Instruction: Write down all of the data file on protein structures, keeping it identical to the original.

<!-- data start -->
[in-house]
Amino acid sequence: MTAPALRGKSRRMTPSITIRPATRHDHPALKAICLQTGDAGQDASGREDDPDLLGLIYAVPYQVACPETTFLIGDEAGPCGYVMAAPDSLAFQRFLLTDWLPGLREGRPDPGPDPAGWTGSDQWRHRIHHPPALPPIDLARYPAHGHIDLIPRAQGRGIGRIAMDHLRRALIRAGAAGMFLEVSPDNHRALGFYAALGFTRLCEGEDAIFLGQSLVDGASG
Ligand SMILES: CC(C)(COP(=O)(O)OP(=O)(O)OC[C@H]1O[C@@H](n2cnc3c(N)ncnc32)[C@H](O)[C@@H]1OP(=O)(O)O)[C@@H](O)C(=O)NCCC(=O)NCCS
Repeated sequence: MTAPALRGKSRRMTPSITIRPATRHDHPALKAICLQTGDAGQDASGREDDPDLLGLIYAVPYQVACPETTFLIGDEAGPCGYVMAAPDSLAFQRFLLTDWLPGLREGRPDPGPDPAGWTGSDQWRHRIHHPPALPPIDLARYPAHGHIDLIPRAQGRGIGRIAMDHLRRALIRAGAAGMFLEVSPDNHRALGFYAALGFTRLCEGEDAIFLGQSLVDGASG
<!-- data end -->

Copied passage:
[in-house]
Amino acid sequence: MTAPALRGKSRRMTPSITIRPATRHDHPALKAICLQTGDAGQDASGREDDPDLLGLIYAVPYQVACPETTFLIGDEAGPCGYVMAAPDSLAFQRFLLTDWLPGLREGRPDPGPDPAGWTGSDQWRHRIHHPPALPPIDLARYPAHGHIDLIPRAQGRGIGRIAMDHLRRALIRAGAAGMFLEVSPDNHRALGFYAALGFTRLCEGEDAIFLGQSLVDGASG
Ligand SMILES: CC(C)(COP(=O)(O)OP(=O)(O)OC[C@H]1O[C@@H](n2cnc3c(N)ncnc32)[C@H](O)[C@@H]1OP(=O)(O)O)[C@@H](O)C(=O)NCCC(=O)NCCS
Repeated sequence: MTAPALRGKSRRMTPSITIRPATRHDHPALKAICLQTGDAGQDASGREDDPDLLGLIYAVPYQVACPETTFLIGDEAGPCGYVMAAPDSLAFQRFLLTDWLPGLREGRPDPGPDPAGWTGSDQWRHRIHHPPALPPIDLARYPAHGHIDLIPRAQGRGIGRIAMDHLRRALIRAGAAGMFLEVSPDNHRALGFYAALGFTRLCEGEDAIFLGQSLVDGASG